# underbrace matrix inside brackets

I would like to put an underbrace below the matrix like this:

$$\left(\underbrace{ \left[\begin{array}{ccc} a&b&c\\ d&e&f\\ g&h&i \end{array}\right]}_{A} \left[\begin{array}{c} x_1\\ x_2\\ x_3 \end{array}\right]\right)$$


But I don't want the outer brackets \left( and \right) to stretch vertically. I want them to remain as if there was no underbrace. How to achieve that behaviour?

• It is always recommended to avoid the $$...$$ syntax: please, have a look to Why is [ … ] preferable to $$…$$? for reference. – Claudio Fiandrino Jun 2 '14 at 13:34
• I almost always use the equation environment anyway, I just put $$...$$ for this example. However I didn't know that, thanks! – Rob Jun 2 '14 at 13:39

## 4 Answers

You could \smash the underbrace. Of course, you may have to add some \vspace after the equation to compensate for the underbrace that is perceived to be of zero height.

Note that, with this usage, the whole matrix is actually smashed. But because there follows a vector of identical height, the outer parens are properly sized.

\documentclass{article}
\begin{document}
$$\left(\smash{\underbrace{ \left[\begin{array}{ccc} a&b&c\\ d&e&f\\ g&h&i \end{array}\right]}_{A}} \left[\begin{array}{c} x_1\\ x_2\\ x_3 \end{array}\right]\right)$$
\end{document}


• It's a long time ago since I accepted this answer, but anyway... I defined this new command \newcommand{\smashedunderbrace}[2]{\smash{\underbrace{#1}_{#2}}\vphantom{#1}} in order to size the outer brackets correctly, even if the vector has a smaller size or is not there at all. Works well! Usage: \smashedunderbrace{what should be underbraced}{underbrace text} – Rob Mar 30 '15 at 14:00
• @Rob That's the hang of it! Thanks for the update. – Steven B. Segletes Mar 30 '15 at 14:09
• @MaK You are welcome. Note you will need to add some subsequent \vspace, since the underbrace was \smashed. – Steven B. Segletes Jun 21 '16 at 11:11

Most of the time \left and \right make delimiters that are too large for my tastes so I almost always use the amsmath versions of \big, \Big, \bigg and \Bigg.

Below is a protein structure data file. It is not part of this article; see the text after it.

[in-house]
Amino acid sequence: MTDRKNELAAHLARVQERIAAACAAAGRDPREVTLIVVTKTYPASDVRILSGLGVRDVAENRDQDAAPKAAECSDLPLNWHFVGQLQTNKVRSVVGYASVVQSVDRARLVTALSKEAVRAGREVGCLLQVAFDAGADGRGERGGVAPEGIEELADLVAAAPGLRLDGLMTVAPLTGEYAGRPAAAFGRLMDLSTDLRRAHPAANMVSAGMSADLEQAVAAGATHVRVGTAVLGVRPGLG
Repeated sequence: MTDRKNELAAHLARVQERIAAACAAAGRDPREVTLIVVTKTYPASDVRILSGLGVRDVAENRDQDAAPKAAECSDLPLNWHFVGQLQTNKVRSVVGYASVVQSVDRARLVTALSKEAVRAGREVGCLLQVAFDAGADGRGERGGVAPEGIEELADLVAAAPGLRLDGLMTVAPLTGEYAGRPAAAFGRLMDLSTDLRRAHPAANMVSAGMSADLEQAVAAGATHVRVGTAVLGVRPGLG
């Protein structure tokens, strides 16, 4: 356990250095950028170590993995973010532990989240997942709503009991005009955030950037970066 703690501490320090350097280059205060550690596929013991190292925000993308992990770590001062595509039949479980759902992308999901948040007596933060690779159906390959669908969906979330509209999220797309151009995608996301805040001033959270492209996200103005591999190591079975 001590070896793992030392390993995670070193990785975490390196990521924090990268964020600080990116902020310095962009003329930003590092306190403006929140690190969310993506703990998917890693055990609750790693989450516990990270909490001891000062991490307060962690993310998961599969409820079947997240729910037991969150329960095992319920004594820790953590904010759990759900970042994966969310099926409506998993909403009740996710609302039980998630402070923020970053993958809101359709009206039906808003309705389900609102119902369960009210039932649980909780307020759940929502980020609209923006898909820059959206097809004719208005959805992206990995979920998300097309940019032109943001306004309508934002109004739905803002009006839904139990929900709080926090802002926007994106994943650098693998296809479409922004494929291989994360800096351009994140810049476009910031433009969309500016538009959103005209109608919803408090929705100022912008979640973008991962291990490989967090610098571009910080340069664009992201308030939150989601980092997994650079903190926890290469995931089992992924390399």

In your example

$$\Bigg(\underbrace{ \left[\begin{array}{ccc} a&b&c\\ d&e&f\\ g&h&i \end{array}\right]}_{A} \left[\begin{array}{c} x_1\\ x_2\\ x_3 \end{array}\right]\Bigg)$$


looks OK. You'll need \usepackage{amsmath} to get the best effects. See About big parenthesis larger than Bigg if you want to make your own custom sizes. For example, I sometimes use:

\newcommand\Bigger[2][7]{\left#2\rule{0mm}{#1truemm}\right.}


By default this creates a 7mm high delimiter but \Bigger[10]( makes a 10mm bracket etc.

• Thanks! Well you replace the outer left and right bracket with fixed sized ones. Actually I would prefer another solution which keeps variable brackets. – Rob Jun 2 '14 at 12:53

Take the \left( inside the underbrace. Then you need \right. and \left. to close and open the brace.

Code:

$$\underbrace{\left( \left[\begin{array}{ccc} a&b&c\\ d&e&f\\ g&h&i \end{array}\right]\right.}_{A} \left.\left[\begin{array}{c} x_1\\ x_2\\ x_3 \end{array}\right]\right)$$

• Thanks, but that looks ugly. I don't want the underbrace to include the outer left bracket. – Rob Jun 2 '14 at 12:46

Sometimes it's simpler just to create a local definition.

## Code

\documentclass{article}

\begin{document}

Let
$A = \left[\begin{array}{ccc} a&b&c\\ d&e&f\\ g&h&i \end{array}\right]$
in
$A\left[\begin{array}{c} x_1\\ x_2\\ x_3 \end{array}\right]$

\end{document}


## Output

• I want the reader to notice A in my equation which is much longer than my example. A has already been defined previously. – Rob Jun 2 '14 at 13:29